Historical Retrospectives

Dr. Seuss at 72 — Going Like 60

In a Post interview from 1977, Theodor Geisel — better known to the world as Dr. Seuss — looks back on his life and legacy, musing on his successes, his failures, and the sometimes unbelievable More

More In Historical Retrospectives

Memories of Mark Twain

In 1900, a Post reporter hunted up the old schoolmates of Mark Twain who recalled their adventures with the young author. More

Student doctors hovering over child
The Fight for Women Doctors

Though the first woman in the U.S. to earn a medical degree graduated in 1849, it would take more than a century for “doctor” to More

Who Was Carry Nation?

Journalist William Allen White wrote an editorial in 1901 defending the woman who aimed to put an end to alcohol abuse while wielding an ax. More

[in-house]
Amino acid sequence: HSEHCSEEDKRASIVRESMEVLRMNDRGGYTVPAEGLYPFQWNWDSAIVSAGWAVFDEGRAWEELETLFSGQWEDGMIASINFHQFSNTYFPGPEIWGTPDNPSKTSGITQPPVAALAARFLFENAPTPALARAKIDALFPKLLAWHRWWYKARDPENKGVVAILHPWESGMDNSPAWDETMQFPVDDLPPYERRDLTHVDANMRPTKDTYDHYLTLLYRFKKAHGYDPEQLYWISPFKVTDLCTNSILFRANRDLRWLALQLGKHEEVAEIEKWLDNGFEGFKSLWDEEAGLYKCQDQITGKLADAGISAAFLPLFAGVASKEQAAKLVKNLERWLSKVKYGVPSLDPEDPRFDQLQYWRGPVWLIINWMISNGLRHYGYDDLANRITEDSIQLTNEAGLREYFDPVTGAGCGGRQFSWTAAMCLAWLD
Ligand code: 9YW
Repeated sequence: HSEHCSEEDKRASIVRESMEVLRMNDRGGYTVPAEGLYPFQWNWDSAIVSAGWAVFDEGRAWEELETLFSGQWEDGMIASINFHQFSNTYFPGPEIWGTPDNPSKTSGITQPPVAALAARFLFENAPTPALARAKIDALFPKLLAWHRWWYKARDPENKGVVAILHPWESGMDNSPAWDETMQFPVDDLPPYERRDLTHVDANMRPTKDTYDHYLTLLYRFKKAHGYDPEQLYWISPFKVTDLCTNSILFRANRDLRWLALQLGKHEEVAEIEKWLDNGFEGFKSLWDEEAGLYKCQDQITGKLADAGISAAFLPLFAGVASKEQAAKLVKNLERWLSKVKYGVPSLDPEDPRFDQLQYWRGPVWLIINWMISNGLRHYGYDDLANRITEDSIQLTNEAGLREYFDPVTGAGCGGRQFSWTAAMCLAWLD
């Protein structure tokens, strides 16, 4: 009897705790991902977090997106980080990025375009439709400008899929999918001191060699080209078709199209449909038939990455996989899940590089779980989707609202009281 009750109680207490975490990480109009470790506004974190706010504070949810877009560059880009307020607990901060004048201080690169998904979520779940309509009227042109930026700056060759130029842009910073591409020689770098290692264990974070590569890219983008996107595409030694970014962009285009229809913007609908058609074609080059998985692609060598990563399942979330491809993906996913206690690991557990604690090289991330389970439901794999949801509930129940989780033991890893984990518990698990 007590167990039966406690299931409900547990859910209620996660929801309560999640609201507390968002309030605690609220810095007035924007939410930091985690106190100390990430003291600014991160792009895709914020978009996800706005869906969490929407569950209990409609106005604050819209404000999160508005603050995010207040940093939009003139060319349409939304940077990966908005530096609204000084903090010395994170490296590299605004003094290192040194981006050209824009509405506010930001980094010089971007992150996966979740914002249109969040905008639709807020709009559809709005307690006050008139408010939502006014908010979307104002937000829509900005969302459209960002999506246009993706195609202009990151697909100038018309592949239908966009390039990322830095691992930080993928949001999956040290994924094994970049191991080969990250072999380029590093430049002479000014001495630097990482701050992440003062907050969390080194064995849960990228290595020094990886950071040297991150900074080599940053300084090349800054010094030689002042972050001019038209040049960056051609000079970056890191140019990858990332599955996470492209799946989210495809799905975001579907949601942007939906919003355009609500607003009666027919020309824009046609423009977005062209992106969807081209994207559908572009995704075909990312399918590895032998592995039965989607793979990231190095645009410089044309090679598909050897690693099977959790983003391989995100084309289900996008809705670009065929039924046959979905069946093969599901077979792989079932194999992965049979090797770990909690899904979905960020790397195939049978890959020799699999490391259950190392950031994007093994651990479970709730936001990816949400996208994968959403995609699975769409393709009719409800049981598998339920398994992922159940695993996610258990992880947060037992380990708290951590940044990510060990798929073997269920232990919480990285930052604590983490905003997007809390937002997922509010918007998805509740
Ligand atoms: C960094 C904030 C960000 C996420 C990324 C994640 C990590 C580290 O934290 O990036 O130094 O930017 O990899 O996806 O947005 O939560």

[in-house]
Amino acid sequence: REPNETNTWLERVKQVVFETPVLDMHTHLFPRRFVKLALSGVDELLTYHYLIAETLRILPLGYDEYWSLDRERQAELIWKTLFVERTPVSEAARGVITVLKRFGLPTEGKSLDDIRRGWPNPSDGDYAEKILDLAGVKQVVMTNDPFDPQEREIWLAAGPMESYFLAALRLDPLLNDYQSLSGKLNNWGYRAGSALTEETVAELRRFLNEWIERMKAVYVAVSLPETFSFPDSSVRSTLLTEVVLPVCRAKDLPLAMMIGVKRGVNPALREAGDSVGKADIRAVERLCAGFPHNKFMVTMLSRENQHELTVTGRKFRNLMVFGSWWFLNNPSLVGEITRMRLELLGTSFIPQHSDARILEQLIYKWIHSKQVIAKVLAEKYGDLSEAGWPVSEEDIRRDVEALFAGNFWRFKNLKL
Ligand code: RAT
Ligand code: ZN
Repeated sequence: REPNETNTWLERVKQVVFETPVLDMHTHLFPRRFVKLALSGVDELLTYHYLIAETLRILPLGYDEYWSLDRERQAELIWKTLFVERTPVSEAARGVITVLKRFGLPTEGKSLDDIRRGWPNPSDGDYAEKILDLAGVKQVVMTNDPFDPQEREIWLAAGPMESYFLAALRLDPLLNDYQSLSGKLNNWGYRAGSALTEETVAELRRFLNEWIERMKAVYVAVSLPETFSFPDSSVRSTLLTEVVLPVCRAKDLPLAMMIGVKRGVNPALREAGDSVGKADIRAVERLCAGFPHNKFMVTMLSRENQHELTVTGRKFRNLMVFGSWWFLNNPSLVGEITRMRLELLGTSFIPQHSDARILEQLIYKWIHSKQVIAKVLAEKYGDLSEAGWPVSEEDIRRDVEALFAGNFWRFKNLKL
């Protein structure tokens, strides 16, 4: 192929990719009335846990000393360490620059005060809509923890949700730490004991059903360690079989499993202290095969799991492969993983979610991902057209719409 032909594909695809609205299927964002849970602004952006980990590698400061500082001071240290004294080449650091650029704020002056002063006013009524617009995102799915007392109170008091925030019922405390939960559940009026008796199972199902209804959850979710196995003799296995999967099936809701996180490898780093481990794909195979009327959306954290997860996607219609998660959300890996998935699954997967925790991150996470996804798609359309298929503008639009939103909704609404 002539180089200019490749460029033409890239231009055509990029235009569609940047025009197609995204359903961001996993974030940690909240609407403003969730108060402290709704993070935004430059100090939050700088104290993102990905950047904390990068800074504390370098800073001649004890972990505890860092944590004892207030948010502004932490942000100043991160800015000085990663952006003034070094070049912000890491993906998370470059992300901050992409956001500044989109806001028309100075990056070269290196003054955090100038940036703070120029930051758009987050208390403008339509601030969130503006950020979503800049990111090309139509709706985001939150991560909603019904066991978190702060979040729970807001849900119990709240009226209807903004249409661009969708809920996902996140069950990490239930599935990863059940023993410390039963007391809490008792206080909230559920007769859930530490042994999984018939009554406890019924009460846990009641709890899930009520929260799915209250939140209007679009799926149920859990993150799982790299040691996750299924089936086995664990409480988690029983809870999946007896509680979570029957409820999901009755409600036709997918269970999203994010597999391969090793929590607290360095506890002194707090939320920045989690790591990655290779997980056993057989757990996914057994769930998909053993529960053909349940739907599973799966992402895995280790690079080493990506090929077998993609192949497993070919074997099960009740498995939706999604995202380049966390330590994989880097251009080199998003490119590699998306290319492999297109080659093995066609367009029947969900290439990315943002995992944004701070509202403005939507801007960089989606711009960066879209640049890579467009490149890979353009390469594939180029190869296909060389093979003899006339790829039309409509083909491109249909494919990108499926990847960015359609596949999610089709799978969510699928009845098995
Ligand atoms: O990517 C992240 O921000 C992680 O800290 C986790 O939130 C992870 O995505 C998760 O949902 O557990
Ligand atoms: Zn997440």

Man using a towel to pull a glass of alcohol to his mouth.
Alcoholics Anonymous

Jack Alexander introduced Alcoholics Anonymous to a national stage when this article was published on March 1, 1941. More

Harlem Riot of 1964
How to Police the Police

In response to 1964 Harlem riots, John Lindsay, then mayor of New York, proposed a civilian board that would review complaints against the city’s police. More

Boris Karloff as the Frankenstein monster
Memoirs of a Monster

In 1962 the world’s most famous bogeyman, Boris Karloff, looked back at his 30-year career in horror. More

Happy Birthday, Jeeves

This year marks the 100th anniversary of one of the greatest literary duos in Western literature: P.G. Wodehouse’s Jeeves and Wooster. More

A Captured General Goes Free

How General Wainwright, WWII American hero held in Japanese POW camp, ended up on the USS Missouri to witness Japan’s surrender.  More

How to Become a Great Writer

When published in 1939, Alva Johnston suggested that there was perhaps no greater literary creation within the 20th century than Tarzan, brought to life by More

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